Happy thought! She would go down now and tell the farmer about it. Nurse Lucy was lying down with a bad headache, she knew; but the farmer was still in the kitchen. She heard him moving about now, though he had said he was going off to the orchard. She would steal in softly and startle him, and then--
Full of happy and loving thoughts, Hildegarde slipped quietly down the stairs and across the hall, and peeped in at the kitchen-door to see what the farmer was doing. He was at the farther end of the room, with his back turned to her, stooping down over his desk. What was he doing? What a singular attitude he was in! Then, all in a moment, Hilda's heart seemed to stop beating, and her breath came thick and short; for she saw that this man before her was not the farmer. The farmer had not long elf-locks of black hair straggling over his coat-collar; he was not round-shouldered or bow-legged; above all, he would not be picking the lock of his own desk, for this was what the man before her was doing. Silent as her own shadow, Hildegarde slipped back into the hall and stood still a moment, collecting her thoughts. What should she do? Call Dame Hartley? The "poor dear" was suffering much, and why should she be disturbed? Run to find the farmer? She might have to run all over the farm! No; she would attend to this herself. She was not in the least afraid. She knew pretty well what ugly face would look up at her when she spoke; for she felt sure that the slouching, ungainly figure was that of Simon Hartley. Her heart burned with indignation against the graceless, thankless churl who could rob the man on whose charity he had been living for two years. She made a step forward, with words of righteous wrath on her lips; then paused, as a new thought struck her. This man was an absolute ruffian; and though she believed him to be an absolute coward also, still he must know that she and Dame Hartley were alone in the house. He must know also that the farmer was at some distance, else he would not have ventured to do this. What should she do? she asked herself again. She looked round her, and her eyes fell upon the old horse-pistol which rested on a couple of hooks over the door. The farmer had taken it down only a day or two before, to show it to her and tell her its story. It was not loaded, but Simon did not know that. She stepped lightly up on a chair, and in a moment had taken the pistol down. It was a formidable-looking weapon, and Hildegarde surveyed it with much satisfaction as she turned once more to enter the kitchen. Unloaded as it was, it gave her a feeling of entire confidence; and her voice was quiet and steady as she said:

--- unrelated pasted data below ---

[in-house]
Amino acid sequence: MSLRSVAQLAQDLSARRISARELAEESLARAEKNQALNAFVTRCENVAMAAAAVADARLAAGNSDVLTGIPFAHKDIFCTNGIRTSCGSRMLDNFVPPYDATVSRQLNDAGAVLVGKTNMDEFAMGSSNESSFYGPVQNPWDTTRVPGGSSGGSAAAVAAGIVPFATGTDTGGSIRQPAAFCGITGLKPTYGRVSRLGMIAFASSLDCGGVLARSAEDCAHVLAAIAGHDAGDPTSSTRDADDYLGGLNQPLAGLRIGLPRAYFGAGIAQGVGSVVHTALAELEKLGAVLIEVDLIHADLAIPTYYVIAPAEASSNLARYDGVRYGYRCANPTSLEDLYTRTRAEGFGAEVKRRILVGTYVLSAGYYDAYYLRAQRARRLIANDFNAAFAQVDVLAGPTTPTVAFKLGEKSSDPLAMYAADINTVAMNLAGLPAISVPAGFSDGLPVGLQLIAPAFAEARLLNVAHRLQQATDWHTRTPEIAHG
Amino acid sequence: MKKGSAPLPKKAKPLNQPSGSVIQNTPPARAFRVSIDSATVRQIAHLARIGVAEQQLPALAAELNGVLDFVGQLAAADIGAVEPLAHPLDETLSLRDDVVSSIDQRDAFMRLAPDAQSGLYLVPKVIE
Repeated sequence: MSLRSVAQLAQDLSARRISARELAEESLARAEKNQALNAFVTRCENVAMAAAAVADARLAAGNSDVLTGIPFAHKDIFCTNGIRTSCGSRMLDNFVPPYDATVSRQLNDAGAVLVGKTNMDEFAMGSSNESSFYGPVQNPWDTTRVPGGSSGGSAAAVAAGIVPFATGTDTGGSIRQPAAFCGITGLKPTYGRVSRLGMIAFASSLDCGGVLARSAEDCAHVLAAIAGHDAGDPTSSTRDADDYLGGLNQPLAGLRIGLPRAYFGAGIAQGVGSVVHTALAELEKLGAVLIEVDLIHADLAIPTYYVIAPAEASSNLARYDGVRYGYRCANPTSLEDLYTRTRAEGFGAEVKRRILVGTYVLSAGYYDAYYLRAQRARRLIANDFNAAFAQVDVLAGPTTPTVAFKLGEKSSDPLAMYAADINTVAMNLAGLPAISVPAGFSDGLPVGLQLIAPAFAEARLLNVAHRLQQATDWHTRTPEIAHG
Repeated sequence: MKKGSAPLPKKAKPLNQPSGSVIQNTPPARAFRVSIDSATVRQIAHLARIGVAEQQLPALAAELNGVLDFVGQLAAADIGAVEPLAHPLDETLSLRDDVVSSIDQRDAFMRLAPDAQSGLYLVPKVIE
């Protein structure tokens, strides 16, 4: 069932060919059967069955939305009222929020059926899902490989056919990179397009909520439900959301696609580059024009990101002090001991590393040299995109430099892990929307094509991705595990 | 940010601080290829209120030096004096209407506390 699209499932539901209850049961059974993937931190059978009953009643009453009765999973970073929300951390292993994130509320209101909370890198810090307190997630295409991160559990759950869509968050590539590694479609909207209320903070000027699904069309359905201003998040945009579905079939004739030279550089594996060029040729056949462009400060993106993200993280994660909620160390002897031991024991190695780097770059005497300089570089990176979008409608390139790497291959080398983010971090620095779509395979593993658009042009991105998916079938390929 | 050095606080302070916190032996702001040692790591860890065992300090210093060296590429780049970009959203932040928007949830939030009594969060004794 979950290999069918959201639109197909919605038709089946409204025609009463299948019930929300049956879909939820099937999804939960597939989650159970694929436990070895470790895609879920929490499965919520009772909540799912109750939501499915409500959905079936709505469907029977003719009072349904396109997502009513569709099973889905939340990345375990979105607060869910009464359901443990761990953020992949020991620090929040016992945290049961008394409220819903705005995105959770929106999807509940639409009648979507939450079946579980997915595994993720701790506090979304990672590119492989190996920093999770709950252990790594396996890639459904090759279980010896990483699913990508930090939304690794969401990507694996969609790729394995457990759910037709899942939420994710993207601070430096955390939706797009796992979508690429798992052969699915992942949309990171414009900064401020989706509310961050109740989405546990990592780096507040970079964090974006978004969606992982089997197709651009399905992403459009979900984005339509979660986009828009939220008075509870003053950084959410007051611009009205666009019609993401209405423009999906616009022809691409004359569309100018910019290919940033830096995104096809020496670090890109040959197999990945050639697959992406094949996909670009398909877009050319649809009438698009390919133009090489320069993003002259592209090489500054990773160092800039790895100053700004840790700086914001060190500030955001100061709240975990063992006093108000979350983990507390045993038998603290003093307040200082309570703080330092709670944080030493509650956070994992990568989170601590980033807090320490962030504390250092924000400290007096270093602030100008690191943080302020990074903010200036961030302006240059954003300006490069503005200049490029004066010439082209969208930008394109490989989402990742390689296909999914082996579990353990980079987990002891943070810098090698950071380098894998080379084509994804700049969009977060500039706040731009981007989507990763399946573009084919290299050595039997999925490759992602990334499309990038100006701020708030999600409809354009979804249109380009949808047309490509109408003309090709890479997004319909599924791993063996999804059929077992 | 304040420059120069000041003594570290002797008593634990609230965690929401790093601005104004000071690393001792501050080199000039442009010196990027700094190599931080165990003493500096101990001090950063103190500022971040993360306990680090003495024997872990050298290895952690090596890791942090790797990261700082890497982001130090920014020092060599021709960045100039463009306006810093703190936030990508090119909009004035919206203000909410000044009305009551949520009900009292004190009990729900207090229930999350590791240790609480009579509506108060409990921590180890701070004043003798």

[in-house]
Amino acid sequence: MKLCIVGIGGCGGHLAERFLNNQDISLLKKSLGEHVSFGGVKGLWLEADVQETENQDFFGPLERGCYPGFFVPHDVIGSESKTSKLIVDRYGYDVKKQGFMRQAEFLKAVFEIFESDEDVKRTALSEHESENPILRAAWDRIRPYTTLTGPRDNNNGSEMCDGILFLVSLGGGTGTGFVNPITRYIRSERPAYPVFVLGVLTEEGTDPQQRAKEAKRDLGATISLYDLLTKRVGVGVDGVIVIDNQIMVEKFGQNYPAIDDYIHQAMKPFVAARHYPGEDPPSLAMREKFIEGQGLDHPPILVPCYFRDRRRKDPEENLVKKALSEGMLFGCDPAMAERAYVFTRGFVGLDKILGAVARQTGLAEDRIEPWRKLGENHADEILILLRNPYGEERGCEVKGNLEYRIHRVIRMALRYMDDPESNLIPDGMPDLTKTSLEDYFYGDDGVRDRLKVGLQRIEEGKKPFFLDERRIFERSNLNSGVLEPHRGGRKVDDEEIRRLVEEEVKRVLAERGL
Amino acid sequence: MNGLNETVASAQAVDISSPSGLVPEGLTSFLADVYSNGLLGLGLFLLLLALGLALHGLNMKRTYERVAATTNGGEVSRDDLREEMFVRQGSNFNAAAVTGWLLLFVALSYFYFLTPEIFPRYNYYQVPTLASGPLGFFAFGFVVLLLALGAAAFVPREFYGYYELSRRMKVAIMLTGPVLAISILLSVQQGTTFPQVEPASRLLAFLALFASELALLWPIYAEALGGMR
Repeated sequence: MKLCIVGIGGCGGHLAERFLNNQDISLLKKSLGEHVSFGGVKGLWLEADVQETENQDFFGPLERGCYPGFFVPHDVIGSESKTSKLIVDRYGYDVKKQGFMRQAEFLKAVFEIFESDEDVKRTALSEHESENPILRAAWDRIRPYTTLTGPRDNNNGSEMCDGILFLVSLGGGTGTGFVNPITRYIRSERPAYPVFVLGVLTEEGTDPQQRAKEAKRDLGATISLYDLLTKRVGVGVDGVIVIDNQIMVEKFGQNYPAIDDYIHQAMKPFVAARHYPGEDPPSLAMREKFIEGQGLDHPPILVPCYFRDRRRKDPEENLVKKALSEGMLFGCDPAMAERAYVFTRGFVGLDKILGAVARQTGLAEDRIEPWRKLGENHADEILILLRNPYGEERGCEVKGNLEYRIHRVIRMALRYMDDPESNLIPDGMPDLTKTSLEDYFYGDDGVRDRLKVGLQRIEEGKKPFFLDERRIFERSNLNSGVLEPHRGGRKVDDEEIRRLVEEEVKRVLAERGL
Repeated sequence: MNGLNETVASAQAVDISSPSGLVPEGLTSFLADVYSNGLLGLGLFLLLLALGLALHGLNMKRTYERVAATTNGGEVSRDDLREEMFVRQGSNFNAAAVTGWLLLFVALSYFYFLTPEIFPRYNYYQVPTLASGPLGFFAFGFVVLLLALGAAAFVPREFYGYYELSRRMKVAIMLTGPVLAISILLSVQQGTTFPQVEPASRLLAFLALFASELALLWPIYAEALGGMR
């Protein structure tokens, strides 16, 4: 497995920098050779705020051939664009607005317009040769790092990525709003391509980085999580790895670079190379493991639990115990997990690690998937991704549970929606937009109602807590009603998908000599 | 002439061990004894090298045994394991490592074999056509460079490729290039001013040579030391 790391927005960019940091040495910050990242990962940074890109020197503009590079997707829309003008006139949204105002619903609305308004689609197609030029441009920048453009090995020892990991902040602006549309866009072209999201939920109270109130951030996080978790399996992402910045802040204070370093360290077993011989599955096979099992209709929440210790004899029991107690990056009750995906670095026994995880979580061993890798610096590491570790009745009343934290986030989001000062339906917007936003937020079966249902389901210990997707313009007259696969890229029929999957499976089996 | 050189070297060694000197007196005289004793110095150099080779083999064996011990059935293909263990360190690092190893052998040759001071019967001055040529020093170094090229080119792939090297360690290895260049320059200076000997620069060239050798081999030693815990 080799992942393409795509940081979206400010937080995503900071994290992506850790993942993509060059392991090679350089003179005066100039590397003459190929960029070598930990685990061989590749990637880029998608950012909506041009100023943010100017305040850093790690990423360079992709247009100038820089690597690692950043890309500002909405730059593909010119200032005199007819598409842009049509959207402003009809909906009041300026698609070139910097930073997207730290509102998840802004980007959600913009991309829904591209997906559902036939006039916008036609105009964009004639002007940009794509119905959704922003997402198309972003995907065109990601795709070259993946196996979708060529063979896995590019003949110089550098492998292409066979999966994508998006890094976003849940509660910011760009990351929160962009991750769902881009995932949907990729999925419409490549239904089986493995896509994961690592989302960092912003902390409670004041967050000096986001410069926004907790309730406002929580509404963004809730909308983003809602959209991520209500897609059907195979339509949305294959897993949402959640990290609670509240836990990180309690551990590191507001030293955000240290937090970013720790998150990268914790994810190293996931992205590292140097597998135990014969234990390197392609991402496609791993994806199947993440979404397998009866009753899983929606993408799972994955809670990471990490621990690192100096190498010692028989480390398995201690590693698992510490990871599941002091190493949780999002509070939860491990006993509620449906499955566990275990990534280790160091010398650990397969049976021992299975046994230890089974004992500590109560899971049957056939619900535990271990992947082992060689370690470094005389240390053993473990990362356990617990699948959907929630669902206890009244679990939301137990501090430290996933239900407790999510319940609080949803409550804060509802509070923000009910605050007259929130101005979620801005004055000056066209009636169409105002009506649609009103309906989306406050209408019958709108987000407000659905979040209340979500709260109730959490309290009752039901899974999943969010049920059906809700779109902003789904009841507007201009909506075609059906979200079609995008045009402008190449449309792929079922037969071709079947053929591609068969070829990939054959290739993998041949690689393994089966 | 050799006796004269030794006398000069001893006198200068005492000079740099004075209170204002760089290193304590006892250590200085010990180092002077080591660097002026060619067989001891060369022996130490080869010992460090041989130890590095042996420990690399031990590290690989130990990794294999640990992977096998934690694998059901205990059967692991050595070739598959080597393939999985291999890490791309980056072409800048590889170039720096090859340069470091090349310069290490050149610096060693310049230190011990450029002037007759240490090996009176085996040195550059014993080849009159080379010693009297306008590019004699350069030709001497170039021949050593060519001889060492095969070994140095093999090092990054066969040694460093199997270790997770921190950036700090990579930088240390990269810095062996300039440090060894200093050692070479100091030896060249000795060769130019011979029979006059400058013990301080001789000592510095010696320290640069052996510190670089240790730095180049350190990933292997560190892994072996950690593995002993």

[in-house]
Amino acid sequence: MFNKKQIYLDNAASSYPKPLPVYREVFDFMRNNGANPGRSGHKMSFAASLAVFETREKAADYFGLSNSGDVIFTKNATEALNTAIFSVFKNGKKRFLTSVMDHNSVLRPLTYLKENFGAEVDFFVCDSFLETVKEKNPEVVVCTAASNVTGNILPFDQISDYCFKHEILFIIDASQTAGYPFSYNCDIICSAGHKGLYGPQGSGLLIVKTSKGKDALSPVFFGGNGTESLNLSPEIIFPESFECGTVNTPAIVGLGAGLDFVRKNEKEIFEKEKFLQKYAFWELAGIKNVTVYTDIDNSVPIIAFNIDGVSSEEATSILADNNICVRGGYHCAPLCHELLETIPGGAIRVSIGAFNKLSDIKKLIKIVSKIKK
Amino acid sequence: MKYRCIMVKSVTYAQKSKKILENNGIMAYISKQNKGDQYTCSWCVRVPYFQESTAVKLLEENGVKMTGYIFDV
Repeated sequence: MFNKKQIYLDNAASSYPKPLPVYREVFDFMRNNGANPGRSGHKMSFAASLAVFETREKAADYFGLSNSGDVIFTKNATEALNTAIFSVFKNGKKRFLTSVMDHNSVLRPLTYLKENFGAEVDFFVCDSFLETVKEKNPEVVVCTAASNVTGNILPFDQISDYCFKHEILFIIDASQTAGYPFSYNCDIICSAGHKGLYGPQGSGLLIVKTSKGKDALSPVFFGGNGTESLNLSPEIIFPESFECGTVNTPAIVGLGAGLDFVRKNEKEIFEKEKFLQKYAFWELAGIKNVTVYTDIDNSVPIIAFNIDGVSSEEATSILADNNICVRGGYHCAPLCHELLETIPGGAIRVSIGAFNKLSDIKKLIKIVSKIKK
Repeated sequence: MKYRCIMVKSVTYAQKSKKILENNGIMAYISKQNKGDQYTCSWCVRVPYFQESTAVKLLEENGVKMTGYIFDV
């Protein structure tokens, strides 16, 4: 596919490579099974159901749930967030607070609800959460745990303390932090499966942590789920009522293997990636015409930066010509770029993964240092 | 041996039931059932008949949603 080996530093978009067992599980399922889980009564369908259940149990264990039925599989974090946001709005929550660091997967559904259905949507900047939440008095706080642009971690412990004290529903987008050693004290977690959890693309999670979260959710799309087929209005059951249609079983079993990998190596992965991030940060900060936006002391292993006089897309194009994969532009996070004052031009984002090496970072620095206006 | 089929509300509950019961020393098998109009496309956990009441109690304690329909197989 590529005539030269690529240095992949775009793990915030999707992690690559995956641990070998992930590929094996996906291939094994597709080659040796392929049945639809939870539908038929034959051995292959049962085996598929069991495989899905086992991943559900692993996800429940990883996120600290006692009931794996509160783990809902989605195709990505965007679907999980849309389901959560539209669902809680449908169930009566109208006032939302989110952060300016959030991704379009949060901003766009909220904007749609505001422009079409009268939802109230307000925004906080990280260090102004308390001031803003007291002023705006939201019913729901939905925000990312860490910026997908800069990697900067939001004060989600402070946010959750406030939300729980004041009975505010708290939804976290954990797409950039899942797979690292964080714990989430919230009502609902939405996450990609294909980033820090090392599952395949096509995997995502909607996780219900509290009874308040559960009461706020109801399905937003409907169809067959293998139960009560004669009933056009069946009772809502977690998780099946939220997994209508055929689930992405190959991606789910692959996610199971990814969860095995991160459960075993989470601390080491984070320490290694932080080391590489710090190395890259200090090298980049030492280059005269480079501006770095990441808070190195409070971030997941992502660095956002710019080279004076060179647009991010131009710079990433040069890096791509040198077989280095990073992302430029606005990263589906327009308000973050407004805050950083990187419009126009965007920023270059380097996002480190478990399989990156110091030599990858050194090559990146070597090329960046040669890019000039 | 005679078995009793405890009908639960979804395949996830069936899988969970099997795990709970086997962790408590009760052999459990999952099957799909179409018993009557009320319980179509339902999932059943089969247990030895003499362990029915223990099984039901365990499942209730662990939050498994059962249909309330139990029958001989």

"Simon Hartley, what are you doing to your uncle's desk?"
The man started violently and turned round, his hands full of papers, which he had taken from one of the drawers. He changed color when he saw "the city gal," as he invariably termed Hilda, and he answered sullenly, "Gitt'n someth'n for Uncle."